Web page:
The 'Off The Shelf' Preferred Portfolio - Part II

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Includes: JPS
by: Rubicon Associates

Summary

Spectrum Asset Management funds (Nuveen) trade at a discount to NAV and have an attractive yield.

Nuveen is merging the three funds and changing investment guidelines.

I believe the new guidelines and benchmark changes will lead to increased volatility.

The impact of the merger on the expense ratio is positive, but the amount is uncertain.

The other day, I wrote a research article on preferred stocks, specifically, utilizing preferred stocks instead of high yield in an income focused portfolio. At the end of the article I stated that I would review the various preferred stock closed-end funds.

Rather than write one article focused on all of the funds, I will focus on one manager at a time and the various closed-end funds they offer. After all, in an actively managed fund, you are buying the manager. Pick the best fund by the best manager and you have a winning combination. Within the preferred stock arena, there are three primary managers:

  1. Flaherty & Crumrine,
  2. Spectrum Asset Management, and
  3. John Hancock

Having written on Flaherty & Crumrine, the focus of this research will be Spectrum Asset Management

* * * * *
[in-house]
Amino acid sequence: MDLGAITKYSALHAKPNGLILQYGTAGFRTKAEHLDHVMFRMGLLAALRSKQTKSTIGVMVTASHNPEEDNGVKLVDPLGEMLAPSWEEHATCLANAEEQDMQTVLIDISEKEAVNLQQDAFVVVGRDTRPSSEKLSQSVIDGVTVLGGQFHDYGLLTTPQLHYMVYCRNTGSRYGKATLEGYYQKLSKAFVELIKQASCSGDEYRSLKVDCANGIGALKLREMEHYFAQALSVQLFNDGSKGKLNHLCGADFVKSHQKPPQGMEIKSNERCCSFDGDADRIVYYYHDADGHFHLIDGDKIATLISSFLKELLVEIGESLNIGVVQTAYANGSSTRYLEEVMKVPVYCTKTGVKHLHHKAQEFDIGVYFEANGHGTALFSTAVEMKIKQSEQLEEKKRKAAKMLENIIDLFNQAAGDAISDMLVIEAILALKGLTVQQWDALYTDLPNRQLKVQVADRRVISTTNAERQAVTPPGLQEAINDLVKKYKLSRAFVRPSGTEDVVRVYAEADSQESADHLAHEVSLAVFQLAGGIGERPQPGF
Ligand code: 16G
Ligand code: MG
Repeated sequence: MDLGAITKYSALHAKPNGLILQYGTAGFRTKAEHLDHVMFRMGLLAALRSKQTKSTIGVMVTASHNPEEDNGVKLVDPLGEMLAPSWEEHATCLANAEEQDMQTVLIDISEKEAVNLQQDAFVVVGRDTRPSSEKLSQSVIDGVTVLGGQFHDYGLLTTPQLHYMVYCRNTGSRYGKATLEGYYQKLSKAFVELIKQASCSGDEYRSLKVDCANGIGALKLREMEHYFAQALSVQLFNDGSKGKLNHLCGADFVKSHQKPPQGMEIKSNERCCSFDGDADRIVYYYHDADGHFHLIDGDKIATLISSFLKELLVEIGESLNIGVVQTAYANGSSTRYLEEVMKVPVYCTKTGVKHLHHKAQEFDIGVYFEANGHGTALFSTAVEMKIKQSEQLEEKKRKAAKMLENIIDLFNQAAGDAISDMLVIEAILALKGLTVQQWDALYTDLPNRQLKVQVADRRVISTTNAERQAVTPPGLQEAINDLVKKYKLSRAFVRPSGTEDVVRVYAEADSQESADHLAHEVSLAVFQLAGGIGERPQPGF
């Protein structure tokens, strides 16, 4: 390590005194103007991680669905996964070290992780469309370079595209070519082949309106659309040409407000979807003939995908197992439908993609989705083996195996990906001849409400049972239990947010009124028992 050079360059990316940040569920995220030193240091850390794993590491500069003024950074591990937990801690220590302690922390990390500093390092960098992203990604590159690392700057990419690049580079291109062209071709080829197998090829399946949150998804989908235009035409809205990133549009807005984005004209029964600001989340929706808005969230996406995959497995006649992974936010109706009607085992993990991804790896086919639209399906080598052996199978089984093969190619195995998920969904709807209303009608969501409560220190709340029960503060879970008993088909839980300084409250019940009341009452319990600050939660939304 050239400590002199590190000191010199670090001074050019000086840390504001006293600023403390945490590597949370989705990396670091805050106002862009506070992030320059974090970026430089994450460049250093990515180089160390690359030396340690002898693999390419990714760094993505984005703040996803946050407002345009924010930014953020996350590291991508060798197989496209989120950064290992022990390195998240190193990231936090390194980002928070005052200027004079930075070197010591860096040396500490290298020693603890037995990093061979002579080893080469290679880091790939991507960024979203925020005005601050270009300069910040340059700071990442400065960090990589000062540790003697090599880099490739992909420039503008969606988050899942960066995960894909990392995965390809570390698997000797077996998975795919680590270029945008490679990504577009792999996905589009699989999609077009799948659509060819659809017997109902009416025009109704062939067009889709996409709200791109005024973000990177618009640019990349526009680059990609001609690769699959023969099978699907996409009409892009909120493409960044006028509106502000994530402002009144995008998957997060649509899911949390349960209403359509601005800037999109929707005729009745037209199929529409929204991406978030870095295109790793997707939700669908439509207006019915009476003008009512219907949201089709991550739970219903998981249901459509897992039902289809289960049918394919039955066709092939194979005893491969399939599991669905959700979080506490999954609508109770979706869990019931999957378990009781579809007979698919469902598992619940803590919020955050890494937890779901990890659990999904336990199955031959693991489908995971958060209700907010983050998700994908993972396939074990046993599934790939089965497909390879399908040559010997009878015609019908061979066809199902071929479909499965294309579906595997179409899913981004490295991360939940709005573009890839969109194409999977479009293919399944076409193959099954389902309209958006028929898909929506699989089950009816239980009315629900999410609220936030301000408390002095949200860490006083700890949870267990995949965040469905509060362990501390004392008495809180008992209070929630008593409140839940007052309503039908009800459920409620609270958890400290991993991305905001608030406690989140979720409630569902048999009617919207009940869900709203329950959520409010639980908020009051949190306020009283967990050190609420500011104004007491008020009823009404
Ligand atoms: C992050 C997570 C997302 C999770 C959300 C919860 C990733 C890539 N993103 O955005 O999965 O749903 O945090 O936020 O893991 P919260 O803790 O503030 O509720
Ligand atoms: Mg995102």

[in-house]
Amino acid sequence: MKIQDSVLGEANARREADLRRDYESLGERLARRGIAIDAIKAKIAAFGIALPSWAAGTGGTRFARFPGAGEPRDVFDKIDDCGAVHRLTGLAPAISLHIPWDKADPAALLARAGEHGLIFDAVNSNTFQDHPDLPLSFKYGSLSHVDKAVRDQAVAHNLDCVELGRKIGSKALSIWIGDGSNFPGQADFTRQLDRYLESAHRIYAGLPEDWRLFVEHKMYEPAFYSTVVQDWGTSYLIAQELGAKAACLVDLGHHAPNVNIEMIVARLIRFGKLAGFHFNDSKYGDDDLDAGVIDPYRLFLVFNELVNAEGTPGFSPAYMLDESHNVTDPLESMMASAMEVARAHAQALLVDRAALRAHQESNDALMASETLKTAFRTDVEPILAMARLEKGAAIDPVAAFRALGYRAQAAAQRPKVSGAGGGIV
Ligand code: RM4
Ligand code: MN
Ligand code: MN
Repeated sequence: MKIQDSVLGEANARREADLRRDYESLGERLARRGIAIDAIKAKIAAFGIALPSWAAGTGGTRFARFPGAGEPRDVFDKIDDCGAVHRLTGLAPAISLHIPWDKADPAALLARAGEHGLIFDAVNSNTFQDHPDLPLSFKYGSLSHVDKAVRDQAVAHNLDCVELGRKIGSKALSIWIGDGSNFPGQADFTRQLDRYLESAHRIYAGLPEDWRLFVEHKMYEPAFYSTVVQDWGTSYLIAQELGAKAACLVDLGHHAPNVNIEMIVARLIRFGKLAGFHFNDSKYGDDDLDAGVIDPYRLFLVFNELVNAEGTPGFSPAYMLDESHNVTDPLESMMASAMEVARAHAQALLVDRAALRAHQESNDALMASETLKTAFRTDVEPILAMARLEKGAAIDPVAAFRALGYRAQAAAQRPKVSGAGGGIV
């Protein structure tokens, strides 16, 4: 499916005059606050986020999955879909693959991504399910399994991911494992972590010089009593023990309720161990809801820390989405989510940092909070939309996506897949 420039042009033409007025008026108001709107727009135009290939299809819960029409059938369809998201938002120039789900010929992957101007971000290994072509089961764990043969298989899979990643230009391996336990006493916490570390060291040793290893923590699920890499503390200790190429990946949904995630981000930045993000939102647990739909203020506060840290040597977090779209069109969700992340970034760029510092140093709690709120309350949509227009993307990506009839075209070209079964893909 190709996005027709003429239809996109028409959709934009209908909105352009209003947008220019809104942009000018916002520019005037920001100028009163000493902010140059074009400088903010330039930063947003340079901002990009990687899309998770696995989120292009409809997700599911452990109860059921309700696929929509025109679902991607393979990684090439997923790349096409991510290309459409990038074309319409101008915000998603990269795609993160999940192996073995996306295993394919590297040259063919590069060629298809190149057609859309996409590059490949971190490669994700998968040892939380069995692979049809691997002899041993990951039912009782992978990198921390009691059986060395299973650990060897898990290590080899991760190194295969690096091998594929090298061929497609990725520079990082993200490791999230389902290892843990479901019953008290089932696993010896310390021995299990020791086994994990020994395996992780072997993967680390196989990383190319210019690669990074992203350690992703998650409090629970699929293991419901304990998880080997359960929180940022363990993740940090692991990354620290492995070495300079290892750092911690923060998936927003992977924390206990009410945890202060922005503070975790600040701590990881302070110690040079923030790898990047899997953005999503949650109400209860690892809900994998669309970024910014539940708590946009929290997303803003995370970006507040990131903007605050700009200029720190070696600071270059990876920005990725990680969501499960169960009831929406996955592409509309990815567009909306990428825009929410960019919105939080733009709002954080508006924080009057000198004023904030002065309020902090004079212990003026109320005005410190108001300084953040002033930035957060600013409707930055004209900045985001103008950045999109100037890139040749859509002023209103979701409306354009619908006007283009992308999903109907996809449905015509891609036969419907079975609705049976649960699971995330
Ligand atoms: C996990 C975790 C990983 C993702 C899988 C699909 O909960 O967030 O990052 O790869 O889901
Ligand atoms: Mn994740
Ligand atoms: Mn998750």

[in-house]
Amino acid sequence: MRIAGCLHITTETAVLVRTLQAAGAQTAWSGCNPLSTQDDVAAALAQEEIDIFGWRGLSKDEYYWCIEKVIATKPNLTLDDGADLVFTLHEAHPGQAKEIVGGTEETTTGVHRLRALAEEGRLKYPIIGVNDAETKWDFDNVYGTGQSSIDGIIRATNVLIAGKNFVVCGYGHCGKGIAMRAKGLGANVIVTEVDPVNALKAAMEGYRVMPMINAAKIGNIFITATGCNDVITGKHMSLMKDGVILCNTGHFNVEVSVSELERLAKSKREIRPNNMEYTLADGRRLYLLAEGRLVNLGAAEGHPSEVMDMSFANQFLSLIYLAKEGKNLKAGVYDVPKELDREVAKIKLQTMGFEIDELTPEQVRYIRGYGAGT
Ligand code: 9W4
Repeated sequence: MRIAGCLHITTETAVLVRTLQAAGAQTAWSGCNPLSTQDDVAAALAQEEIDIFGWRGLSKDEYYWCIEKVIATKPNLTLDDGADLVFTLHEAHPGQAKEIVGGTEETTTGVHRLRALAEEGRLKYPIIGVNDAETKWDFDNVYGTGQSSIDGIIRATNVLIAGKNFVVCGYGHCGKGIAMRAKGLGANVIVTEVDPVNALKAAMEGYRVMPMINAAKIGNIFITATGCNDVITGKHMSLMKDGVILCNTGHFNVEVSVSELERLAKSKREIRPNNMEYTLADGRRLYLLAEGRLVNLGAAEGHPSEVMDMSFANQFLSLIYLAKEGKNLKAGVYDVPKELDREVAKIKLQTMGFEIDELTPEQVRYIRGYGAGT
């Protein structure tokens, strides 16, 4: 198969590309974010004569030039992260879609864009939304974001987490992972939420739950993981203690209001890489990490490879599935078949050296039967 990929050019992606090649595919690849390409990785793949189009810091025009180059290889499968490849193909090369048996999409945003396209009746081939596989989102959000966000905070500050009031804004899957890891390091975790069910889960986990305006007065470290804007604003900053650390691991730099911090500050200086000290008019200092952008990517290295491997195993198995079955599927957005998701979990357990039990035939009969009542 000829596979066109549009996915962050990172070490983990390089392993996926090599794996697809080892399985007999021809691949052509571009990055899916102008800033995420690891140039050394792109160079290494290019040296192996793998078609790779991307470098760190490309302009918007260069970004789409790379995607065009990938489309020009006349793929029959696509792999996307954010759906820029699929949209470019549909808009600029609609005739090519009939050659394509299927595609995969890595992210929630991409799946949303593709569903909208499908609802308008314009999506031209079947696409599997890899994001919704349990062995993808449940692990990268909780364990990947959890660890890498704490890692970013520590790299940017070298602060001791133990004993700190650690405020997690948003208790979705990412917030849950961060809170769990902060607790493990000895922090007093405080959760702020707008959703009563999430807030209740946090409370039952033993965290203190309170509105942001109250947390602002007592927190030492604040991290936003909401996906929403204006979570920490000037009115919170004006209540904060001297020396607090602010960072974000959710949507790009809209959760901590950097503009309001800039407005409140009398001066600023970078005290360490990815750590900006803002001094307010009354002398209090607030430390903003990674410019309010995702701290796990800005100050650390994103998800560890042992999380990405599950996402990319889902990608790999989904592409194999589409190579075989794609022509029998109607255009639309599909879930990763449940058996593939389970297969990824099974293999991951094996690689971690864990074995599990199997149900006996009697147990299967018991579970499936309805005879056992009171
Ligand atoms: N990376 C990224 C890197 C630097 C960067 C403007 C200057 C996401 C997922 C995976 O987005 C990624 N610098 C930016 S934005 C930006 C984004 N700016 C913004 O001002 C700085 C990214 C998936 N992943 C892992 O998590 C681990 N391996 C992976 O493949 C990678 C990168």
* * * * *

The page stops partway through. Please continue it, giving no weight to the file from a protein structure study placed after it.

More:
Originally, I was going to skip the Spectrum funds, due to the merger that is occurring between the three funds.

On March 22, 2016, shareholder approval was completed. The reorganization will become effective before the opening of business on May 9, 2016

I have a couple thoughts on this "merger" that I will address later in the research (in the opinion section).

Spectrum Asset Management is an independently managed wholly owned subsidiary of Principal Global Investors, LLC, founded in 1987 is one of the country's leading managers of preferred securities. Spectrum specializes in the management of diversified preferred security portfolios for institutional investors. Currently, Spectrum is sub-advisor to the preferred securities component of several Nuveen Closed-End Funds. Spectrum Asset Management is led by two principals with a combined 50 years of preferred securities experience. The investment team averages more than 15 years each in the preferred securities market. Spectrum uses a value-oriented management style, which emphasizes rigorous research to identify appropriate companies, sectors and market opportunities.